By Lamin Njie
The Gambia government has capitulated on its current plan to impose broad border control fees, it has emerged.
Leaked documents on Thursday reveal the government has written a letter to the Gambia Tourism Board asking it to inform tour operators and airlines in the country that they “will not be affected by the implementation of the levy.”
The twist – apparently engendered by the Office of the President – comes two weeks after some major tour operators warned they could leave The Gambia if the government proceeded with the universal plan.
The Gambia government had planned to collect $20 from each arriving or departing air passenger at the country’s international airport, a move that was going to target all commercial flights. It was going to come into force in January 2019.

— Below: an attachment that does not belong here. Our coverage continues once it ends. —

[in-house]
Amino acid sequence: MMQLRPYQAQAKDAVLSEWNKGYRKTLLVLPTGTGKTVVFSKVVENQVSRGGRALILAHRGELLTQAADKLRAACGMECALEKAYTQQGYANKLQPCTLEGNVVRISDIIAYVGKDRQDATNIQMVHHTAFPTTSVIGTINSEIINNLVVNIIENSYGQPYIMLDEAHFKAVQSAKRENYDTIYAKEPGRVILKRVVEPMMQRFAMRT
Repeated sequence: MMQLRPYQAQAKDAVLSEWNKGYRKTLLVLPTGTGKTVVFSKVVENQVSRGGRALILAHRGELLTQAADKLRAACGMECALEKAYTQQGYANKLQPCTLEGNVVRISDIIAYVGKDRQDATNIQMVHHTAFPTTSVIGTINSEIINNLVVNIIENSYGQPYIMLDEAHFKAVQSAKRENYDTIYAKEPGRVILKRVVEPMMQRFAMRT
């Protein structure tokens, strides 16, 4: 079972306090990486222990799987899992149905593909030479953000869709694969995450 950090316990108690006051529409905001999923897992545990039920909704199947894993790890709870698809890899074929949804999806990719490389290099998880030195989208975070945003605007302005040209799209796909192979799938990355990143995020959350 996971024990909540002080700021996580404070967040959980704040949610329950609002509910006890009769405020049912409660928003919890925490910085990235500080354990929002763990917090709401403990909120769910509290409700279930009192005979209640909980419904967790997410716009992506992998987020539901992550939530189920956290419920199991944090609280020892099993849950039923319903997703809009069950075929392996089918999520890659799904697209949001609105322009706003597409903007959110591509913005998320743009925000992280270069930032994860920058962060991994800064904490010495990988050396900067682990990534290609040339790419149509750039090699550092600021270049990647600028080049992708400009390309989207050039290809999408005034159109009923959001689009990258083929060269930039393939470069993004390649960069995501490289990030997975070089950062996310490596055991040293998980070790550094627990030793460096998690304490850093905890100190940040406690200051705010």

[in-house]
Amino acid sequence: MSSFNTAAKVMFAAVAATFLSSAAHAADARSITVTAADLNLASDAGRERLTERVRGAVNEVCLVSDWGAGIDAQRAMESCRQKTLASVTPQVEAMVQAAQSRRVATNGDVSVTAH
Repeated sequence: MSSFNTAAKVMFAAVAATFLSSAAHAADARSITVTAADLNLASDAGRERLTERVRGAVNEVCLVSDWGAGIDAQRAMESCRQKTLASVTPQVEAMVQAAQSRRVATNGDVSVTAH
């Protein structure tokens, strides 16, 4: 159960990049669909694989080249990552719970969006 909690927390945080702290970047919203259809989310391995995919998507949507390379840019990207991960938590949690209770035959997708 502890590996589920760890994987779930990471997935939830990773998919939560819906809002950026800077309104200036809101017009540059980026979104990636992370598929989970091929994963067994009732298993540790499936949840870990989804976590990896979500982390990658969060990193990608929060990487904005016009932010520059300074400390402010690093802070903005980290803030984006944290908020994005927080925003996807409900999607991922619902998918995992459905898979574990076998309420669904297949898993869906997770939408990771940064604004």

The move is to help ensure the safety of air transportation through the installation of an upgraded screening system at the airport, the spokesperson of the government Ebrima Sankareh told The Fatu Network on November 9.
“It’s a new government policy that tourists entering the country are obliged to pay 20 dollars,” he said.
“It will be embedded in the ticket. [Travelers] could opt to pay with the airline or take care of it at the airport before you can be allowed to enter.”
But tour operators in their protest called the new fees ‘over and above already extremely high airport and aviation costs and fees that The Gambia levies.’
One of the biggest tour operators wrote to the government threatening to cancel its investments if the government proceeds with this plan. They wanted a guarantee that such or similar fees are not going to be imposed on their operation.